Thirteen stars represent the original colonies: Delaware, Pennsylvania, New Jersey, Georgia, Connecticut, Massachusetts Bay, Maryland, South Carolina, New Hampshire, Virginia, New York, North Carolina, and Rhode Island and Providence Plantations. Stars were added to the flag as states were added to the country.
The thirteen stripes also represent the thirteen British colonies that declared independence from the Kingdom of Great Britain and became the first states in the United States. Legend attributes the red on white as symbolism for blood on white bandages.
The Betsy Ross house is located at 239 Arch St, Philadelphia, PA 19106. The exterior of the house can be viewed for free. There is a small charge for a ticket to tour the interior.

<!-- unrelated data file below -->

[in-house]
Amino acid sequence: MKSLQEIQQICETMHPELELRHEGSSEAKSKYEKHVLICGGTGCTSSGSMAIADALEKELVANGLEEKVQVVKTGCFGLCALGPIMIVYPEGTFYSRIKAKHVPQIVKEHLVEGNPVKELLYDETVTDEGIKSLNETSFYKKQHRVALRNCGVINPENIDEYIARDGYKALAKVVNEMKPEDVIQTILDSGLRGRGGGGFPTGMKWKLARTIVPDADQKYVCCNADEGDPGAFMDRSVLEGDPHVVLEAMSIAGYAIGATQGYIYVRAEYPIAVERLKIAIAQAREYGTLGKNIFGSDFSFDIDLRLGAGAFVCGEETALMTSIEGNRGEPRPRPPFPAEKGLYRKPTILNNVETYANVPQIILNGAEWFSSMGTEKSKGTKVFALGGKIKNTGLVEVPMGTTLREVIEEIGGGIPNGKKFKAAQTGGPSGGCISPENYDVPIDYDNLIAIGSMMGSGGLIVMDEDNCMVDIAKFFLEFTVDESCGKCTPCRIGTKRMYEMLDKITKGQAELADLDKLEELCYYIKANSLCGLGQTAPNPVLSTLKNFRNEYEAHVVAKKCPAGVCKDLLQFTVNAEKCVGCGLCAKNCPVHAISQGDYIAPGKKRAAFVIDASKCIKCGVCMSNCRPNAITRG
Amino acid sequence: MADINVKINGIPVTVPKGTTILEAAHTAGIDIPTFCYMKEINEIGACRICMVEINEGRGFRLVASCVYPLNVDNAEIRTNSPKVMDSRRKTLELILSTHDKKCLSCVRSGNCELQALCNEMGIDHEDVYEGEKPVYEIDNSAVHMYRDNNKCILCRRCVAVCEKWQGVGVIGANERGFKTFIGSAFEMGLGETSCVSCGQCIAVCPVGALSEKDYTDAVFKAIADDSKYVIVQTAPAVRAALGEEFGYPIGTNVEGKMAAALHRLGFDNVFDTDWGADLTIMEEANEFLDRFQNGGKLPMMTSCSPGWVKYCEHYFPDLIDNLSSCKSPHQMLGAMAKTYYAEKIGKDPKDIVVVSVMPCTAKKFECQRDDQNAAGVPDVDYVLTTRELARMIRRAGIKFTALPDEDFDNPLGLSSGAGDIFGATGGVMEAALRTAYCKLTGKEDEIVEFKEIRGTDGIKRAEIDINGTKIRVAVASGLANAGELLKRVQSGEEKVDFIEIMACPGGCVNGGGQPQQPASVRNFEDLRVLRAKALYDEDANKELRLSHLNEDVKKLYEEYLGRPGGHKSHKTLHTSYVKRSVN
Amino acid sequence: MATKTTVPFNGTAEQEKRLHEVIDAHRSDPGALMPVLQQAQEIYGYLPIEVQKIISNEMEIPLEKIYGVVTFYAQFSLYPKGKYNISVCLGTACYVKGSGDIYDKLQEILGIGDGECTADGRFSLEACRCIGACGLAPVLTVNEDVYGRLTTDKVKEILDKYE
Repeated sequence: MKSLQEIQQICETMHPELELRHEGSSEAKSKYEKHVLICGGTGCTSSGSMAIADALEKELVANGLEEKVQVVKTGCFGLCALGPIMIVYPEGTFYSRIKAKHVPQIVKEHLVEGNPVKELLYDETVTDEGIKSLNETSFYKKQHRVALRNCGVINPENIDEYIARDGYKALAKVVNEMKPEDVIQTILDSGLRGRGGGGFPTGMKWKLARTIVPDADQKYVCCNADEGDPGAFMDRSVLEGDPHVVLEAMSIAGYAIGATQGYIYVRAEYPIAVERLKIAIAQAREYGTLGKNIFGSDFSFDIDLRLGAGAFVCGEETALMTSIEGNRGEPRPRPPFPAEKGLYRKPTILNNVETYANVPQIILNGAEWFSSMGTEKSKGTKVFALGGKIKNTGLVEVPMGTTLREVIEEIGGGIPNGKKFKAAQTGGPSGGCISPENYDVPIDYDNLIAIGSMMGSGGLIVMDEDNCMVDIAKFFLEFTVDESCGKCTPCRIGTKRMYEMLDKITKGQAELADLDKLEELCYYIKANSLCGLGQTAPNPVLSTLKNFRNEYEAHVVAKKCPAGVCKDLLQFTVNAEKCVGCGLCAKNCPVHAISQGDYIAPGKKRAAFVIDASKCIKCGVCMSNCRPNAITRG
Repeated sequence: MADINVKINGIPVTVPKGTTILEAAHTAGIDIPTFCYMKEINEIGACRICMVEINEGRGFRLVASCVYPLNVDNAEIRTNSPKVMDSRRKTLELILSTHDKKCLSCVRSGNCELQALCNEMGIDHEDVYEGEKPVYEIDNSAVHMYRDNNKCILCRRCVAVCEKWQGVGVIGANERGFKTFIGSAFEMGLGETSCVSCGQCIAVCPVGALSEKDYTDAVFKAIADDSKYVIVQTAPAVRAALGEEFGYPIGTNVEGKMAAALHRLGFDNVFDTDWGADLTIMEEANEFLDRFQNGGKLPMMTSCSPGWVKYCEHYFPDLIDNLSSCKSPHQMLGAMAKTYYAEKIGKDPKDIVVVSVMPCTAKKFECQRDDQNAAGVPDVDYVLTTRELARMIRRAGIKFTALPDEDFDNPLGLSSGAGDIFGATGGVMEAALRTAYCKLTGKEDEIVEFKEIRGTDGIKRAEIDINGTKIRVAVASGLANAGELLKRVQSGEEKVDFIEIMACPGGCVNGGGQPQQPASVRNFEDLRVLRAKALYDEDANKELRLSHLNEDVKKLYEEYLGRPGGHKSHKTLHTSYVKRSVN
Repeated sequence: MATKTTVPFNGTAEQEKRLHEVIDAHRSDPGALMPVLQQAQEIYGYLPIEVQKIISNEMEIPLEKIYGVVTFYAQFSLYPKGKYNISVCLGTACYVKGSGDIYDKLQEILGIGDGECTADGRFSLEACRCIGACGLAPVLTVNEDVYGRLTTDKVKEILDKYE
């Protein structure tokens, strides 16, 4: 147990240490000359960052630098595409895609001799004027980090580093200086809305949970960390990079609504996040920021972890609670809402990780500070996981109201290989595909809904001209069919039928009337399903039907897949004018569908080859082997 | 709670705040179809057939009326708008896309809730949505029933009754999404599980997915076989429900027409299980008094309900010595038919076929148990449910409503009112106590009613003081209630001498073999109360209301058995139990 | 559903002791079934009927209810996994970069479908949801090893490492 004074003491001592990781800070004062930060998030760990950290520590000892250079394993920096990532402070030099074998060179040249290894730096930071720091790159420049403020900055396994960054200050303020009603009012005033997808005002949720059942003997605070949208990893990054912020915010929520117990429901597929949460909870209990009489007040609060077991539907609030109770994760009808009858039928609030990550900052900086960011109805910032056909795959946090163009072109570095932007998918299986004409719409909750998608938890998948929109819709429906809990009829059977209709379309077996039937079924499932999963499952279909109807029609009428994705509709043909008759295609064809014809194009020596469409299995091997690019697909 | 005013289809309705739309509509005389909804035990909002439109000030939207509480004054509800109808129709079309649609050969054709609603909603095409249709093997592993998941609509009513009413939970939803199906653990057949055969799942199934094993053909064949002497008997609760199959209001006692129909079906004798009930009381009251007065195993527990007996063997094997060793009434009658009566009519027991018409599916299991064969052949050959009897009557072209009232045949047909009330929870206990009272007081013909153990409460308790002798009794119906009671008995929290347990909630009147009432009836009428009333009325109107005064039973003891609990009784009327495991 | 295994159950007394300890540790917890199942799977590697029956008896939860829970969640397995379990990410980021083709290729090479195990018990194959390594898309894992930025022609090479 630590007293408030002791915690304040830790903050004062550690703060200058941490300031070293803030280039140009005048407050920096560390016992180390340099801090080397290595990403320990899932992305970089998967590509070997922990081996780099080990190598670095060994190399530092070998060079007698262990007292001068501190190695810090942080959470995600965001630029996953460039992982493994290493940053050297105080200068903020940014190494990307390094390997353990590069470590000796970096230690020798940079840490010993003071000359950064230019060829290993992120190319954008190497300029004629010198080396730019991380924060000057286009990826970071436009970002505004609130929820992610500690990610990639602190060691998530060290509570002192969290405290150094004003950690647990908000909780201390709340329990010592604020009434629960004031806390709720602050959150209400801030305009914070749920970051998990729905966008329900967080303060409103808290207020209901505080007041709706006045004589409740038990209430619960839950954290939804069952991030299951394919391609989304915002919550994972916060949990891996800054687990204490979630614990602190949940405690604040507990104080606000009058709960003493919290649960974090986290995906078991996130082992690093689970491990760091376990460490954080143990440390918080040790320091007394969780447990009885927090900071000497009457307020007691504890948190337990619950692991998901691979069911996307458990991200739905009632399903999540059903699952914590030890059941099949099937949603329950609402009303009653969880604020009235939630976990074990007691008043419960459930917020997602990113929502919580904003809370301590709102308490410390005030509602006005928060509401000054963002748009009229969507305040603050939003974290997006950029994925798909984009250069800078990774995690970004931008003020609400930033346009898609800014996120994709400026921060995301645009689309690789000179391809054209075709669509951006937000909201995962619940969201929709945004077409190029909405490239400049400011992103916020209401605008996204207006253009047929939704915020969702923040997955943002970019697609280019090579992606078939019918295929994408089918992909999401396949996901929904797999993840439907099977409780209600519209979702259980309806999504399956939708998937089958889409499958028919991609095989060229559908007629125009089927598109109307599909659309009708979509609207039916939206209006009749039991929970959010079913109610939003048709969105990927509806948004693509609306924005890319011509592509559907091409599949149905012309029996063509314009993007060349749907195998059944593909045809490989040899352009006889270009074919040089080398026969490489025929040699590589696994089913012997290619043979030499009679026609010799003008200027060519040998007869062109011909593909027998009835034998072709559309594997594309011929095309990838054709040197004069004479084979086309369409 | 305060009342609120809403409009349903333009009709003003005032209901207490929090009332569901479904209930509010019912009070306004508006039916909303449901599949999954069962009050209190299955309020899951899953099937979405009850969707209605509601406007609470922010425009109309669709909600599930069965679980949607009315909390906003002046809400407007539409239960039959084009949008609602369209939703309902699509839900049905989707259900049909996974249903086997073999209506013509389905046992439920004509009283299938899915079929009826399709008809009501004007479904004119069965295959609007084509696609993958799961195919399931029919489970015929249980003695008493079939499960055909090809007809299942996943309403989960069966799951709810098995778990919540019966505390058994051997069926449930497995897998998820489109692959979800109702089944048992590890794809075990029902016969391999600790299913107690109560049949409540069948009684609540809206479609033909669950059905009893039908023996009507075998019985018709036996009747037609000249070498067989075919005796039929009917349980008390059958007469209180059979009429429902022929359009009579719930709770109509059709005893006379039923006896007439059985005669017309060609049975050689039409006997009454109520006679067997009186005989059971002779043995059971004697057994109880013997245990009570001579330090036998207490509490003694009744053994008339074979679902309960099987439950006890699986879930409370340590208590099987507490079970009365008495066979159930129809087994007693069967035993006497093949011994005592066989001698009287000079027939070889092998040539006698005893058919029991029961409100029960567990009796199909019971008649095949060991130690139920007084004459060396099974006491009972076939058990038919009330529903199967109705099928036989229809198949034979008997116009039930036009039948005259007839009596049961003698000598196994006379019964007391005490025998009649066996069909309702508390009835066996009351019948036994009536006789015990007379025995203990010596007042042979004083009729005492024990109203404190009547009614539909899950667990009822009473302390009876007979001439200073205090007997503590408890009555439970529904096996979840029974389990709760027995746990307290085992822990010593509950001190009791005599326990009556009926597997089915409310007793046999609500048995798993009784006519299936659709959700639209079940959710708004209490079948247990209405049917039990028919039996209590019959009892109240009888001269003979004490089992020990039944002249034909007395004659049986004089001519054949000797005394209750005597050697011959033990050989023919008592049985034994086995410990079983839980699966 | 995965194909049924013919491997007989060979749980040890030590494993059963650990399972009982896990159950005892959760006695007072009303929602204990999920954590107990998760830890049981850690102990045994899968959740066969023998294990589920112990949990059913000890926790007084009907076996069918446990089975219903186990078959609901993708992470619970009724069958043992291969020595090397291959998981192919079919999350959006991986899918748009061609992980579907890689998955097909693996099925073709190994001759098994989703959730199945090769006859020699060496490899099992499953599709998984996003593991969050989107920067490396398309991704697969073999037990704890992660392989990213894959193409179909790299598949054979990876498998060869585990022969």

Historians no longer accept the claim that Betsy Ross or George Washington
had anything to do with the first official U.S. flag. The Ross narrative
is based on uncorroborated and inaccurate Ross family lore that did not
surface until the 1870s -- a century after the Revolutionary War.
During the War, Mrs. Ross actually made blue ensigns (naval flags) and
red ship's pennants for the Pennsylvania navy. After the War, she and her
family business made U.S. flags for 50 years. She did have the unique
ability to make five-pointed stars with one snip of the scissors.
(See the Wikipedia article on Betsy Ross.) Incidentally, Continental
Congressman Francis Hopkinson of New Jersey designed the first official U.S.
flag. He intended it for the U.S. Navy.
(See the Wikipedia article on Francis Hopkinson.)
-- Earl P. Williams, Jr., U.S. flag historian (paleovexillologist)
The History of Philadelphia and the USA | Back to the Greater Philadelphia Region